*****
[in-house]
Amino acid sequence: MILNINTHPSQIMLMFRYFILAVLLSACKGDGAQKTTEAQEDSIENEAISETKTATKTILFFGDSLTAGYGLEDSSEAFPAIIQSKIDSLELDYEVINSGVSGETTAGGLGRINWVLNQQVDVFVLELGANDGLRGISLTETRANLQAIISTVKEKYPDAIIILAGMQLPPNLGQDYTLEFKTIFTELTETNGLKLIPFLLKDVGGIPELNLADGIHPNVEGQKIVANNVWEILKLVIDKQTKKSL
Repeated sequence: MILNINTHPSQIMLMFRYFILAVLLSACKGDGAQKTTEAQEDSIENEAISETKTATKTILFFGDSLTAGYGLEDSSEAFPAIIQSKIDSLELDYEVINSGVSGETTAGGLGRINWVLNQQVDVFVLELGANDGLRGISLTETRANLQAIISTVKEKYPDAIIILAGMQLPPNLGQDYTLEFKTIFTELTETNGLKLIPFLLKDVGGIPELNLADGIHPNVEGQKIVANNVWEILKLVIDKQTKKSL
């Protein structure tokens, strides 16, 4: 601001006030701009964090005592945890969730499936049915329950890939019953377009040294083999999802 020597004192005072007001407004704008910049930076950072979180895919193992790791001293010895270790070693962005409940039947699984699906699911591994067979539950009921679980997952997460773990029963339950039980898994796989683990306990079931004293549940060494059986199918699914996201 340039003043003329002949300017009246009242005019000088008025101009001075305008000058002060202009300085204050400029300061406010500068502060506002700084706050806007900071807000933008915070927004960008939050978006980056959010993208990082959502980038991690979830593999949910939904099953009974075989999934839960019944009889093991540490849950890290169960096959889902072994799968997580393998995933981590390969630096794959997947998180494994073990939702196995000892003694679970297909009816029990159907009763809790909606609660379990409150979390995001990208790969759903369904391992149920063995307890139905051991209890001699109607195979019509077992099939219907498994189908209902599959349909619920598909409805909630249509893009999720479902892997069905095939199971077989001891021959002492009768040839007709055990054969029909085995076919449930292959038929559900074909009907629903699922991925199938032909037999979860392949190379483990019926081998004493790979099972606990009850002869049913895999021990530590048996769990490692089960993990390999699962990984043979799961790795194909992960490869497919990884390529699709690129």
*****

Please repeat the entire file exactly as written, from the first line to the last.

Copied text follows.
[in-house]
Amino acid sequence: MILNINTHPSQIMLMFRYFILAVLLSACKGDGAQKTTEAQEDSIENEAISETKTATKTILFFGDSLTAGYGLEDSSEAFPAIIQSKIDSLELDYEVINSGVSGETTAGGLGRINWVLNQQVDVFVLELGANDGLRGISLTETRANLQAIISTVKEKYPDAIIILAGMQLPPNLGQDYTLEFKTIFTELTETNGLKLIPFLLKDVGGIPELNLADGIHPNVEGQKIVANNVWEILKLVIDKQTKKSL
Repeated sequence: MILNINTHPSQIMLMFRYFILAVLLSACKGDGAQKTTEAQEDSIENEAISETKTATKTILFFGDSLTAGYGLEDSSEAFPAIIQSKIDSLELDYEVINSGVSGETTAGGLGRINWVLNQQVDVFVLELGANDGLRGISLTETRANLQAIISTVKEKYPDAIIILAGMQLPPNLGQDYTLEFKTIFTELTETNGLKLIPFLLKDVGGIPELNLADGIHPNVEGQKIVANNVWEILKLVIDKQTKKSL
């Protein structure tokens, strides 16, 4: 601001006030701009964090005592945890969730499936049915329950890939019953377009040294083999999802 020597004192005072007001407004704008910049930076950072979180895919193992790791001293010895270790070693962005409940039947699984699906699911591994067979539950009921679980997952997460773990029963339950039980898994796989683990306990079931004293549940060494059986199918699914996201 340039003043003329002949300017009246009242005019000088008025101009001075305008000058002060202009300085204050400029300061406010500068502060506002700084706050806007900071807000933008915070927004960008939050978006980056959010993208990082959502980038991690979830593999949910939904099953009974075989999934839960019944009889093991540490849950890290169960096959889902072994799968997580393998995933981590390969630096794959997947998180494994073990939702196995000892003694679970297909009816029990159907009763809790909606609660379990409150979390995001990208790969759903369904391992149920063995307890139905051991209890001699109607195979019509077992099939219907498994189908209902599959349909619920598909409805909630249509893009999720479902892997069905095939199971077989001891021959002492009768040839007709055990054969029909085995076919449930292959038929559900074909009907629903699922991925199938032909037999979860392949190379483990019926081998004493790979099972606990009850002869049913895999021990530590048996769990490692089960993990390999699962990984043979799961790795194909992960490869497919990884390529699709690129």